One thing you will never find is a bass angler who is happy with catching medium-sized fish. It is always bigger is better. That has been the strategy for the Alabama Wildlife and Freshwater Fisheries (WFF) Division for decades.
One method to achieve a larger bass is to introduce different genetic traits into the population. That was what occurred recently when Lake Jordan received its final stocking of Florida bass fingerlings.
The WFF’s Fisheries Section took the bulk of the Florida bass production from the Marion and Eastaboga hatcheries and stocked the fingerlings into Lake Jordan, a Coosa River impoundment.
“This is the third year where we have undertaken a concentrated stocking of Florida bass in Jordan,” said Fisheries Chief Nick Nichols. “Those stockings took place in the Bouldin impoundment. Those three years of stockings at Jordan is just a continuation of a stocking strategy that has gone on since the early 1990s.”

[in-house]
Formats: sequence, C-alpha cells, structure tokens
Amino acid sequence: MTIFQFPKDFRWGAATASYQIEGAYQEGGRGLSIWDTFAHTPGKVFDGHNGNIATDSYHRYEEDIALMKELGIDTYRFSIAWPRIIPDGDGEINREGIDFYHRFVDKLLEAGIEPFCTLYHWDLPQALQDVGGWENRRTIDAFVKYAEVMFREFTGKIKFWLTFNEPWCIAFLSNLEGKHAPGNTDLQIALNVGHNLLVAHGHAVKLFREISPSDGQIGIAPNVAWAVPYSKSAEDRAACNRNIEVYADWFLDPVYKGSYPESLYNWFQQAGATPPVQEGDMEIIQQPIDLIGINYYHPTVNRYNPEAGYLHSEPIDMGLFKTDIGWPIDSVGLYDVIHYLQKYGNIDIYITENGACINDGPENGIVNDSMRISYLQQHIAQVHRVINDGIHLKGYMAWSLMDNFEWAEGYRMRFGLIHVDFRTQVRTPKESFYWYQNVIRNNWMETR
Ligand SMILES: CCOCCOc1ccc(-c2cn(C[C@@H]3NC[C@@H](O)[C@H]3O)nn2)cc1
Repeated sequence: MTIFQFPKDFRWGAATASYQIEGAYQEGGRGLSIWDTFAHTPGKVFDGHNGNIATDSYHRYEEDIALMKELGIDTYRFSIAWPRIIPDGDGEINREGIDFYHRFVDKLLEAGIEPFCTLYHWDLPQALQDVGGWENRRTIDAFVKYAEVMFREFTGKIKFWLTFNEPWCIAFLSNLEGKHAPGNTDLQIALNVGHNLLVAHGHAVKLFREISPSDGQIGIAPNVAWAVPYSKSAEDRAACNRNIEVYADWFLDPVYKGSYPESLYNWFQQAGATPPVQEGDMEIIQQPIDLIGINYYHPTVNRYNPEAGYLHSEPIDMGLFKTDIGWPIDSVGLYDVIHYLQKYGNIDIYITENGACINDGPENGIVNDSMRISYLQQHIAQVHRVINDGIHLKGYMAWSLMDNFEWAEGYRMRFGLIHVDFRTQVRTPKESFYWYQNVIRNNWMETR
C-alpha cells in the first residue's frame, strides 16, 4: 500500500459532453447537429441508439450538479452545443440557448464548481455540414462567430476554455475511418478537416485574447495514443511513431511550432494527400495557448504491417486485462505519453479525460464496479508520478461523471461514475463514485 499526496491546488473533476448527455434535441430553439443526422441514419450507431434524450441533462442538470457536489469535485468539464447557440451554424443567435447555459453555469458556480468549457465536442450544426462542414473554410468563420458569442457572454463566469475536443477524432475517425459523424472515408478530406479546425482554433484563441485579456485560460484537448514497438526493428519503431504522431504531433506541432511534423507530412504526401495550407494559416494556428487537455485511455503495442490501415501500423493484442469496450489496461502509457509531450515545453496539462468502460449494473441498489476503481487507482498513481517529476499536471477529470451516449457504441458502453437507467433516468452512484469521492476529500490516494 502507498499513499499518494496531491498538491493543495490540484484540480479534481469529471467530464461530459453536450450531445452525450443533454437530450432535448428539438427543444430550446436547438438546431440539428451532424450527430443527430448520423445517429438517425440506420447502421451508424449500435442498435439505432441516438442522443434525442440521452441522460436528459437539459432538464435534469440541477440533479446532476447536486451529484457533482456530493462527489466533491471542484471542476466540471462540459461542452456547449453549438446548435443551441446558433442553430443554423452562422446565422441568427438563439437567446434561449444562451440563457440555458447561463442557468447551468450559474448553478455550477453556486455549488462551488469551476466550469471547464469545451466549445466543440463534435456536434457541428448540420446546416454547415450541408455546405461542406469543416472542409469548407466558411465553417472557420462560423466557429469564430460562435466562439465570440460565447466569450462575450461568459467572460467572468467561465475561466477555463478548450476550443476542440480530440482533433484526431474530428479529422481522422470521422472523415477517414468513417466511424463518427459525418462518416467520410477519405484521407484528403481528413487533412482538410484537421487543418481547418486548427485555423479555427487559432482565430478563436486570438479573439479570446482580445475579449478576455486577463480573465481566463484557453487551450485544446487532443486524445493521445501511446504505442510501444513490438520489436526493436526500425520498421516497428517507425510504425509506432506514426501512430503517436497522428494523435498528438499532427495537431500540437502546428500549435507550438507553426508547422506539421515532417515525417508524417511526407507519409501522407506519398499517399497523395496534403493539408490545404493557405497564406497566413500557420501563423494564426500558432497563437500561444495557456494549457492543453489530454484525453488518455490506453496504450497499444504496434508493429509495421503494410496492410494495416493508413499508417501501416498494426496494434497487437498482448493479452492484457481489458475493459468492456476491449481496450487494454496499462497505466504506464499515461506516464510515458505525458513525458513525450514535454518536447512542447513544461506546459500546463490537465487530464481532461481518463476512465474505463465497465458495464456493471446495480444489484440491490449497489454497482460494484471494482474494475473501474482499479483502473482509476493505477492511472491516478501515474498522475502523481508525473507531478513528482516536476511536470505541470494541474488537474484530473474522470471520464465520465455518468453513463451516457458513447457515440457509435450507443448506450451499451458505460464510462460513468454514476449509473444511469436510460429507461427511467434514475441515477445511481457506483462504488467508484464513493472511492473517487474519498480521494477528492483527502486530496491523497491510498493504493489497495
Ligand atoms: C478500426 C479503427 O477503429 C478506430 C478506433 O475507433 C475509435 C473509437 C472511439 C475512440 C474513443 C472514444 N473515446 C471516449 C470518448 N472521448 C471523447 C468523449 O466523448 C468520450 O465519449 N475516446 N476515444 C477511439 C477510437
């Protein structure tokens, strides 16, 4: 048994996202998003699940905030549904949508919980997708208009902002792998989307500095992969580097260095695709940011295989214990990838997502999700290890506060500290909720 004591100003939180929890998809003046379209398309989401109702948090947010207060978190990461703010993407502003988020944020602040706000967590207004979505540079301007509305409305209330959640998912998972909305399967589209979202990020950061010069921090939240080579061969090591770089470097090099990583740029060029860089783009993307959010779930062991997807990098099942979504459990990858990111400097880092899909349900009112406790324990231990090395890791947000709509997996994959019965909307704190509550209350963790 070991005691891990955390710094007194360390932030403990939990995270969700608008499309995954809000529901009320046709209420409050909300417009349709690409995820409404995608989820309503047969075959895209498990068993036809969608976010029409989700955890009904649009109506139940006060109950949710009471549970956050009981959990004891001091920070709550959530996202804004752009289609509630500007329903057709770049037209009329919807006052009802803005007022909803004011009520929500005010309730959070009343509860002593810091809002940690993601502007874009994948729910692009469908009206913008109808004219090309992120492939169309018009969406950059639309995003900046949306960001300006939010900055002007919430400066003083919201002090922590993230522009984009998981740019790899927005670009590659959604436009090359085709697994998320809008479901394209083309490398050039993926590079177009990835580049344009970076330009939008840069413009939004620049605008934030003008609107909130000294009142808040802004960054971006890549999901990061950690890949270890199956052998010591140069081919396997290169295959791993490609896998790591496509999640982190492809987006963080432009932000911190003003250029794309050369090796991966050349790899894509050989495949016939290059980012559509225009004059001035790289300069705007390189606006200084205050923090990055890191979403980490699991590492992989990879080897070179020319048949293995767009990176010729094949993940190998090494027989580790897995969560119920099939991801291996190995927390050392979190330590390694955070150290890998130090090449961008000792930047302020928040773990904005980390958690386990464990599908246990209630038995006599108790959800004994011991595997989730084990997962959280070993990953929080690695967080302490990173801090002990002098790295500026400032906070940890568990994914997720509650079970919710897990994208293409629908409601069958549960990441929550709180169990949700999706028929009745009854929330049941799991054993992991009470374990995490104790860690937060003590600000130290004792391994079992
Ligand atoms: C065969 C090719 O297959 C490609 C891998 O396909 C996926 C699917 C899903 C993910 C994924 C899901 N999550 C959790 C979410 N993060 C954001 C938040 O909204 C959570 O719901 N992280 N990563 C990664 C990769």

That strategy is to stock as many bass as the hatcheries can produce in a given time frame into a single area of a single reservoir.
“The goal of that is not to increase the number of largemouth bass in the lake,” Nichols said. “It’s simply an effort to introduce Florida bass genetic material into that lake’s native bass population. We’ve been doing this in reservoirs since the 1990s.
“We first attempted this at Lake Guntersville. We stocked Florida bass in two or three distinct locations in the lake. Guntersville had what we consider a true northern bass population. It’s on the Tennessee River above the shoals. Even though we stocked fewer fish at Guntersville during that time, the stocking of Florida bass on top of the native northern bass was actually more effective. We were introducing a different